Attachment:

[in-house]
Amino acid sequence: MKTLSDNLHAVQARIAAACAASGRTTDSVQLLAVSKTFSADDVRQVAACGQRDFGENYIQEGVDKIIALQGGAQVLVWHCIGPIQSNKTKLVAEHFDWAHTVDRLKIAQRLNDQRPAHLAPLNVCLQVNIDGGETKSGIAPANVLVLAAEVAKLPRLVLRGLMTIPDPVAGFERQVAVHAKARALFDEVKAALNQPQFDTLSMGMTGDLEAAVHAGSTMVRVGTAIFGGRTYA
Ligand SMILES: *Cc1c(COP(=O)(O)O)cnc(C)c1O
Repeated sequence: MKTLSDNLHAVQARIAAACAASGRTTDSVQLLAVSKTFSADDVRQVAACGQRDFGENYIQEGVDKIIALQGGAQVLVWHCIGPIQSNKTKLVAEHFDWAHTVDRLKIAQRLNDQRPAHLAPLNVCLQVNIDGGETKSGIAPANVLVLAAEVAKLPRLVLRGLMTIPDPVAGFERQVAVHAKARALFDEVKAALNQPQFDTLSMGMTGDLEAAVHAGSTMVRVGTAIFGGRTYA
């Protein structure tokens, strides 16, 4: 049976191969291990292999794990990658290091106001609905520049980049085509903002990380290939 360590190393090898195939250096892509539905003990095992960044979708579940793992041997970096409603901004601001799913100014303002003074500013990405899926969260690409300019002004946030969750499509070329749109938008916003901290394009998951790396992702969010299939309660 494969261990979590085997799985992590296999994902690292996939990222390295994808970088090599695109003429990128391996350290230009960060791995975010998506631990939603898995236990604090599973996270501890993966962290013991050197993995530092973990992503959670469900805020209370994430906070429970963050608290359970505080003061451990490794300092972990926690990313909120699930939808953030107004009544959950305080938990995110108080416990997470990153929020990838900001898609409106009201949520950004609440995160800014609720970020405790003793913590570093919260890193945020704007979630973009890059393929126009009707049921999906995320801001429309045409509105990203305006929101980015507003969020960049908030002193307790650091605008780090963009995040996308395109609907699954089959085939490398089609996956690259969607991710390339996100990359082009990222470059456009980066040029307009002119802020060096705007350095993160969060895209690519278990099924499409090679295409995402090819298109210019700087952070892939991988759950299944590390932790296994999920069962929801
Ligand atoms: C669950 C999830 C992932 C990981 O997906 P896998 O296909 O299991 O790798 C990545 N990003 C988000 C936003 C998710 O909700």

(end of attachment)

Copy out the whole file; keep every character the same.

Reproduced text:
[in-house]
Amino acid sequence: MKTLSDNLHAVQARIAAACAASGRTTDSVQLLAVSKTFSADDVRQVAACGQRDFGENYIQEGVDKIIALQGGAQVLVWHCIGPIQSNKTKLVAEHFDWAHTVDRLKIAQRLNDQRPAHLAPLNVCLQVNIDGGETKSGIAPANVLVLAAEVAKLPRLVLRGLMTIPDPVAGFERQVAVHAKARALFDEVKAALNQPQFDTLSMGMTGDLEAAVHAGSTMVRVGTAIFGGRTYA
Ligand SMILES: *Cc1c(COP(=O)(O)O)cnc(C)c1O
Repeated sequence: MKTLSDNLHAVQARIAAACAASGRTTDSVQLLAVSKTFSADDVRQVAACGQRDFGENYIQEGVDKIIALQGGAQVLVWHCIGPIQSNKTKLVAEHFDWAHTVDRLKIAQRLNDQRPAHLAPLNVCLQVNIDGGETKSGIAPANVLVLAAEVAKLPRLVLRGLMTIPDPVAGFERQVAVHAKARALFDEVKAALNQPQFDTLSMGMTGDLEAAVHAGSTMVRVGTAIFGGRTYA
């Protein structure tokens, strides 16, 4: 049976191969291990292999794990990658290091106001609905520049980049085509903002990380290939 360590190393090898195939250096892509539905003990095992960044979708579940793992041997970096409603901004601001799913100014303002003074500013990405899926969260690409300019002004946030969750499509070329749109938008916003901290394009998951790396992702969010299939309660 494969261990979590085997799985992590296999994902690292996939990222390295994808970088090599695109003429990128391996350290230009960060791995975010998506631990939603898995236990604090599973996270501890993966962290013991050197993995530092973990992503959670469900805020209370994430906070429970963050608290359970505080003061451990490794300092972990926690990313909120699930939808953030107004009544959950305080938990995110108080416990997470990153929020990838900001898609409106009201949520950004609440995160800014609720970020405790003793913590570093919260890193945020704007979630973009890059393929126009009707049921999906995320801001429309045409509105990203305006929101980015507003969020960049908030002193307790650091605008780090963009995040996308395109609907699954089959085939490398089609996956690259969607991710390339996100990359082009990222470059456009980066040029307009002119802020060096705007350095993160969060895209690519278990099924499409090679295409995402090819298109210019700087952070892939991988759950299944590390932790296994999920069962929801
Ligand atoms: C669950 C999830 C992932 C990981 O997906 P896998 O296909 O299991 O790798 C990545 N990003 C988000 C936003 C998710 O909700």